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Gear Reviews

Fujifilm XF33mmF1.4: One Month and Counting

· 9.November.2021

Perhaps Fujifilm’s most polarising lens to date, in the sense of getting emotions flowing, not cutting out specific types of light, would be the XF35mmF1.4. It fuels the fanboyism of those who put its ‘magic’ rendering on a pedestal and the ire of those who simply want a technically perfect rendering. On top of that, its focusing motors have been roasted as being noisy and slow. Fujifilm has attempted to address all of these issues through the release of their brand new XF33mmF1.4. But how does it hold up in the eyes of someone who has been in love with the XF35mmF1.4 for the last eight years? Let’s find out!

It is important to remember that this is not the same lens as the XF35mmF1.4 and even Fujifilm has stated that it is not intended as a replacement. However, the focal length is so close that it definitely begs to be compared and it is likely that only one of these lenses will find it into most photographers’ bags. To that end, we’ll definitely draw some comparisons here.

What is the XF33mmF1.4?

This is Fujifilm’s brand new ‘normal’ lens. It doesn’t offer the perspective distortion that a wide-angle lens offers, nor the perceived compression that a long lens offers. It renders a very comfortable-looking image and is extremely versatile because of this. Being one of the new crop of “for the next 10 years” lenses from Fujifilm, it offers excellent image quality, a slightly more modern-looking design, weather sealing and spectacularly fast linear motors to drive its autofocus system.

Fujifilm XF 33mm f/1.4 LM WR Review

X-T4 + XF33mmF1.4 (1/320, f/1.4, ISO 320)

Image quality

Fujifilm’s current crop of fast prime releases, the XF18mmF1.4, XF23mmF1.4, and XF33mmF1.4 all seem to be aimed at creating technically excellent images for the next generation of sensors in the X-system cameras. To that end, the XF33mmF1.4 does not disappoint. On the X-T4, it brings sharper and slightly higher contrast images to the table with well-corrected chromatic aberrations.

Sharpness far exceeds the performance of its older brother, the XF35mmF1.4. The centre is extremely sharp, even wide open and only gets better from there on out. By f/2.8, you’d be hard-pressed to notice much improvement as you stop down unless you’re measuring charts and not real-world performance. It is excellent.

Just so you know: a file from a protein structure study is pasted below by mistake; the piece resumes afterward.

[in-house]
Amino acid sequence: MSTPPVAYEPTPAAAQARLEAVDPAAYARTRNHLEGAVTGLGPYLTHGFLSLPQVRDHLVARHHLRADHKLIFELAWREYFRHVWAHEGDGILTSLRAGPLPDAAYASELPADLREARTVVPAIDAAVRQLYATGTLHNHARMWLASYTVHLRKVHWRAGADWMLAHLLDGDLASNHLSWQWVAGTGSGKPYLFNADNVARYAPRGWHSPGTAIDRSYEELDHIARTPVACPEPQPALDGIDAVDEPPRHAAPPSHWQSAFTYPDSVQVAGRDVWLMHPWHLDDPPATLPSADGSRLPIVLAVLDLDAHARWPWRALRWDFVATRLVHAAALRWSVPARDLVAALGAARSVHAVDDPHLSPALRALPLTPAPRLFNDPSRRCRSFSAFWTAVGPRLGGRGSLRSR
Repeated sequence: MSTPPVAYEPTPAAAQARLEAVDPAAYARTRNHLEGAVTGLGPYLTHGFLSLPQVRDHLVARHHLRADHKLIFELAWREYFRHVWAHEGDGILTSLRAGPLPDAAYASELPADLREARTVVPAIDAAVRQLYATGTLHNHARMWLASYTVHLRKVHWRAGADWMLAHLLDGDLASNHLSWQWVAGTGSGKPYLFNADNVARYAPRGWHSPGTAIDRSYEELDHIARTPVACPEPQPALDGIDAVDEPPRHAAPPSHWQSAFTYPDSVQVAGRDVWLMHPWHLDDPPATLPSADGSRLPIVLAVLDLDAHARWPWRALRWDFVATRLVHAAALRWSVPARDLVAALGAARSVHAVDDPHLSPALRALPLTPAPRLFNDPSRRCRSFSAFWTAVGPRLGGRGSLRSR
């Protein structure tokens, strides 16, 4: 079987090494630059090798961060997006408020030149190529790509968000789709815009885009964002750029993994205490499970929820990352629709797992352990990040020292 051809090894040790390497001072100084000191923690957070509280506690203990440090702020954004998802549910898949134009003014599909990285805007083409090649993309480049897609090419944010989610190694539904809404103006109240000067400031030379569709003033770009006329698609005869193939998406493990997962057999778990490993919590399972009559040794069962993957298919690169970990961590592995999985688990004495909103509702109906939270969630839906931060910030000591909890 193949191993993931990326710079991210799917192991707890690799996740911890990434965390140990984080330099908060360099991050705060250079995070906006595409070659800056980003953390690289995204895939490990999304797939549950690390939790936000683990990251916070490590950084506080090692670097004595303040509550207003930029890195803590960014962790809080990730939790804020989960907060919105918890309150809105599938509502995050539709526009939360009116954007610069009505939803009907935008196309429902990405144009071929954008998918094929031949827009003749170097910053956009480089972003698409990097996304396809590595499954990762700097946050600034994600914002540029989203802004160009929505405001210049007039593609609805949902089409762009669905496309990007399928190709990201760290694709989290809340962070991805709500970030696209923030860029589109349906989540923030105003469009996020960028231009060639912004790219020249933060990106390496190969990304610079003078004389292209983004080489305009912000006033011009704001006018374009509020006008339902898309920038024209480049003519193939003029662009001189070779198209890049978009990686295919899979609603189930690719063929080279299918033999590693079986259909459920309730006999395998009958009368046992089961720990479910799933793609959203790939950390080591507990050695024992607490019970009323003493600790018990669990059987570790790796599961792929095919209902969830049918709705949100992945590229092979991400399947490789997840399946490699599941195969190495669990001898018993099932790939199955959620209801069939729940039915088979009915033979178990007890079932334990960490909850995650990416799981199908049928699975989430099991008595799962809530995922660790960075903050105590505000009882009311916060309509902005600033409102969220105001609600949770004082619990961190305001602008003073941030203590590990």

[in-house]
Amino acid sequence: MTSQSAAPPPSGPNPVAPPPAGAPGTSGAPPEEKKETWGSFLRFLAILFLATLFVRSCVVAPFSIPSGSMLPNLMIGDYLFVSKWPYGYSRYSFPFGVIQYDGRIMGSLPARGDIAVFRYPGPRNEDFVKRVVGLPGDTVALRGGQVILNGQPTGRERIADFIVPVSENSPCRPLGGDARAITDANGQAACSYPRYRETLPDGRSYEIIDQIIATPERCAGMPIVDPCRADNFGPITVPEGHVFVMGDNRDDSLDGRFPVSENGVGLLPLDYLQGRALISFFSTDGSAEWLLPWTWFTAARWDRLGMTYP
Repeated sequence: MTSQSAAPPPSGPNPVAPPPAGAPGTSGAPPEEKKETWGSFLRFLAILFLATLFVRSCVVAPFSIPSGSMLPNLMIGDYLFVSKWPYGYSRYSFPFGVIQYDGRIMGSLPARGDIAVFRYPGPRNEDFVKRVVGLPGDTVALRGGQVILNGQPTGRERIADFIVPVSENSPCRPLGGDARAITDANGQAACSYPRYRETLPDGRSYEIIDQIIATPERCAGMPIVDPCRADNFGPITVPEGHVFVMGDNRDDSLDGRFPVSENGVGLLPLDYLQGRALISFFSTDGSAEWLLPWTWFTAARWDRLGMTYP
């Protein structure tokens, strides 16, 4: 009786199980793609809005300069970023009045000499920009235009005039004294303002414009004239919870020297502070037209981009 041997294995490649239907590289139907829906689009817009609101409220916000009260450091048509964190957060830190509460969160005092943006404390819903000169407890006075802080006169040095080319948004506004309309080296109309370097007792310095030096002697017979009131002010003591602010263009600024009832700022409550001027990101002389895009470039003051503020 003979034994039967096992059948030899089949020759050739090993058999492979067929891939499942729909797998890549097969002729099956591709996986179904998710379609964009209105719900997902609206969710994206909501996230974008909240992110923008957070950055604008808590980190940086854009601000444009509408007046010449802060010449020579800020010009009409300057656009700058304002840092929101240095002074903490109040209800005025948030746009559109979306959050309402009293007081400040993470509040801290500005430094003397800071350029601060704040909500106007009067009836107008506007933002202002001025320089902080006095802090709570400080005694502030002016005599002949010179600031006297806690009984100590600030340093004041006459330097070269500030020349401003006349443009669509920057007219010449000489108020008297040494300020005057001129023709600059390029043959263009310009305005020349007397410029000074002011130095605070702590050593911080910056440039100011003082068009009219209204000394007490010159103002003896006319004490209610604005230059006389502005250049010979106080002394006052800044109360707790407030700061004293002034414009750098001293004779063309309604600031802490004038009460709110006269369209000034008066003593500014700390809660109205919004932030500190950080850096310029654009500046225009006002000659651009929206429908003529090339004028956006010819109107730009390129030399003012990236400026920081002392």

Corners see an even bigger improvement, so for those who like to have detail around the edges of the frame, this is an excellent choice for a normal lens. From f/1.4, we see a little softness and chromatic aberration in the corners, but by around f/2.8 or f/4, they catch up significantly and provide plenty of detail.

Speaking of chromatic aberration, we see a lot less colour fringing from the XF33mmF1.4, especially as we begin to stop down. Even high contrast edges are no match for this lens. While not quite on the level of the apochromatic design of Laowa’s CF 33mmF0.95, correction is still excellent.

Portrait with XF 33mm f/1.4 LM WR

X-T4 + XF33mmF1.4 (1/1300, f/1.4, ISO 160)

Rendering

Here is where the flame wars always begin with the XF35mmF1.4. But, even as a fanboy, I’ll jump out and say it. I prefer the rendering of the XF33mmF1.4. It’s not so clinical as to be boring and not so imperfect as to annoy those seeking the ultimate fidelity. Let’s dive in and see what I mean.

First up, the bokeh. The XF33mmF1.4 produces some extremely smooth out of focus areas. Gone are the jittery edges of the 35mm rendering and the fringing we saw around bright highlights. For those who enjoy a smoother, simpler bokeh, this might just be a great option. I’ve found that these differences are most noticeable in out-of-focus city lights and foliage. Check the samples below and see how you feel about it. Which do you prefer?